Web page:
My other teachers it’s harder to blame for anything. Mr. Mitchell, my 9th grade English teacher did steer some of our reading and some lessons towards themes of bullying and hurting people and those effects. But it didn’t do much good. But he tried. Though in all fairness, I made it hard for most of my teachers to see anything. I didn’t complain about it. I didn’t make a show about it. I simply disappeared myself into my music and my academics. And I can say from my experience that that is definitely a way to NOT get attention. Not one teacher said anything (at least to the point that anyone including the guidance counselors talked to me) about how I climbed my way from just outside the top 20 at the end of 8th grade to top 5 (and possibly 3 though I never saw an official ranking) by graduation. None of them saw that as any kind of sign that anything might be going on. Ignoring the fact that while it’s very easy to take a GPA down, it’s hard as hell to bring it up I suppose. I was quiet. I did my work and then some. In music I practiced. I made almost every audition I went to. At church I sang in youth choir and pretty regularly had solos. I played in the adult handbell group because I was too advanced for the youth handbell group. I never did anything outright to draw attention to myself.

But I wasn’t happy. I was being emotionally bullied constantly – never anything physical to the point of being hit, trapped in a bathroom, etc. I simply gave up and stopped trying to fight for myself. It was easier to just focus on my books and my music. After all, if the teacher I trusted most had seen things first hand and was doing nothing, why should I bother trying to tell anyone else.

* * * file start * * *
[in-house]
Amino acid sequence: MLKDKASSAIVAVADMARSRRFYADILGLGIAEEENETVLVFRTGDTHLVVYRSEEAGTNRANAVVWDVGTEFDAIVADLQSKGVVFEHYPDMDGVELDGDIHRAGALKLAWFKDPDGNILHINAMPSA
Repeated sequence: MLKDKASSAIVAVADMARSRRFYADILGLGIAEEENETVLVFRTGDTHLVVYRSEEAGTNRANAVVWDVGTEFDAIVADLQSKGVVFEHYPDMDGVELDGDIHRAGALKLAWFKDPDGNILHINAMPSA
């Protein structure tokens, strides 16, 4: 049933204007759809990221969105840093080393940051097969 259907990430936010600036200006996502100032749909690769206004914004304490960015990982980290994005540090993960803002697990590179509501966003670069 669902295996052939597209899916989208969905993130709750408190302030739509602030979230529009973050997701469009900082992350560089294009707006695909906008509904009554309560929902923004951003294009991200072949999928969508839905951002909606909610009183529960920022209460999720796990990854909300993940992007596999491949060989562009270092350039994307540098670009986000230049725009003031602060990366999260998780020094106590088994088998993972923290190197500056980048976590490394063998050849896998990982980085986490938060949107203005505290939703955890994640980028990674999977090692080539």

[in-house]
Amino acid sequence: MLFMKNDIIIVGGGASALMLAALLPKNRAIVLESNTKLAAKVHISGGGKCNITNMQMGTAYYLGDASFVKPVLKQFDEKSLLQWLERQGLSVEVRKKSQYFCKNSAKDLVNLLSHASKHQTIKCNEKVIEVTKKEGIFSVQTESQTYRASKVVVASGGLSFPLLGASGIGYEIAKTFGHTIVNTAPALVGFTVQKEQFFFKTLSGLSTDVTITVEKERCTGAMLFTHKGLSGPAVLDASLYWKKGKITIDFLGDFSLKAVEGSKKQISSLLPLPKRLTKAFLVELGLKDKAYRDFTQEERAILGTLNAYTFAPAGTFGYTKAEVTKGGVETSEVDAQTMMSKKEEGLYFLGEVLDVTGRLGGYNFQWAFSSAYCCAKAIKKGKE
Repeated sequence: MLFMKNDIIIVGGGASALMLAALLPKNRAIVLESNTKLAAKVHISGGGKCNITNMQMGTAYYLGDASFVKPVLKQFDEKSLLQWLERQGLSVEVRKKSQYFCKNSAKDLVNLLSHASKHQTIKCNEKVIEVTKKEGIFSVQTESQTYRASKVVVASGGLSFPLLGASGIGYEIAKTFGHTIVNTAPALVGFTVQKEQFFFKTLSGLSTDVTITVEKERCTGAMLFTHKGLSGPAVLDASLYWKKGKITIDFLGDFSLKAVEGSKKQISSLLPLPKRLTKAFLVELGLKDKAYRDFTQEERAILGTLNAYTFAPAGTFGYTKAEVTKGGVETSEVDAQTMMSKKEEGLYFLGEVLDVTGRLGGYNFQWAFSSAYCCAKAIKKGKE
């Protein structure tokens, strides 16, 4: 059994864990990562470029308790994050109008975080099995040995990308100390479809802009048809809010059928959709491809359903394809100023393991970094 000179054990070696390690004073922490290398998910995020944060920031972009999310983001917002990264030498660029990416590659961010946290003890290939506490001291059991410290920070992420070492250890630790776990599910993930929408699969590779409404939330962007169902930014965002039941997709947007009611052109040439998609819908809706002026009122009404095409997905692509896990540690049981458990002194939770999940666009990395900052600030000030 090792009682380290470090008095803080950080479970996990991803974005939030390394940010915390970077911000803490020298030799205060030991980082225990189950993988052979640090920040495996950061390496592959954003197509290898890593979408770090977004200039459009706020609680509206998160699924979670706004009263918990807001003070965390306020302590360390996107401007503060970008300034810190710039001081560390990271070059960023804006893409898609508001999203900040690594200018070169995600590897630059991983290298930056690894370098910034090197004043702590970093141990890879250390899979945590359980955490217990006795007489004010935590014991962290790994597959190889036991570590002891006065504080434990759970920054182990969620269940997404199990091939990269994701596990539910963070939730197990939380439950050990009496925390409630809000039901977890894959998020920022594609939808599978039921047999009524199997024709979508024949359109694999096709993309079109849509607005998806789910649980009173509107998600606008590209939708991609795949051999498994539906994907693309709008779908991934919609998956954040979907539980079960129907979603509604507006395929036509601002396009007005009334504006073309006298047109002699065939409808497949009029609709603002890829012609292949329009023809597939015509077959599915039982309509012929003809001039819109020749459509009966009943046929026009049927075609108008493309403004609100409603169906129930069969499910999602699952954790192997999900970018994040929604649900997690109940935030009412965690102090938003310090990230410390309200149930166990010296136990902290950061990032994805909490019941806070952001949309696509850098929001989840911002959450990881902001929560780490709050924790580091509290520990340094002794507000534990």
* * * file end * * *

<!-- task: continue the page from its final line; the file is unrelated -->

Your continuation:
The one time I was happy was Governor’s School, the summer after my sophomore year. It was a summer program for gifted students – and for those of us in arts-related fields like I was in music, we had to first be in academically gifted classes and then pass an audition. Finally I was among people more like me. Oh, that’s not to say there weren’t cliques that left people out. But there wasn’t the bullying that went on in our regular school lives. If you’ve seen the movie “Camp”, what that was to musical theatre students, Governor’s School was to all of us who went. I’m eternally thankful for my best friends that summer – David, Kim, Wallyce, Andy, Sandi and Allison. For those six weeks I felt completely comfortable in my skin and in my identity.

And then I went back to regular high school. The emotional bullying continued throughout my junior and senior years, and I remained silent. The one time I did mention anything to my parents it wasn’t about my peers, it was about my French teacher who was expecting perfection simply because we had a French exchange student who lived with us for a month (long story…but she left, and since she’d instantly been “in” with the popular crowd, who were of course my most ardent tormentors, things got instantly worse for me when she transfered to a different home and different school). They went to the principal about that, and the teacher did apologize to me. But I can only imagine how much worse things would have been with my peers had my parents known about that and brought that up. (In fact, my parents only found out about the gum in the hair thing when they watched the It Gets Better video I was in for my running club.)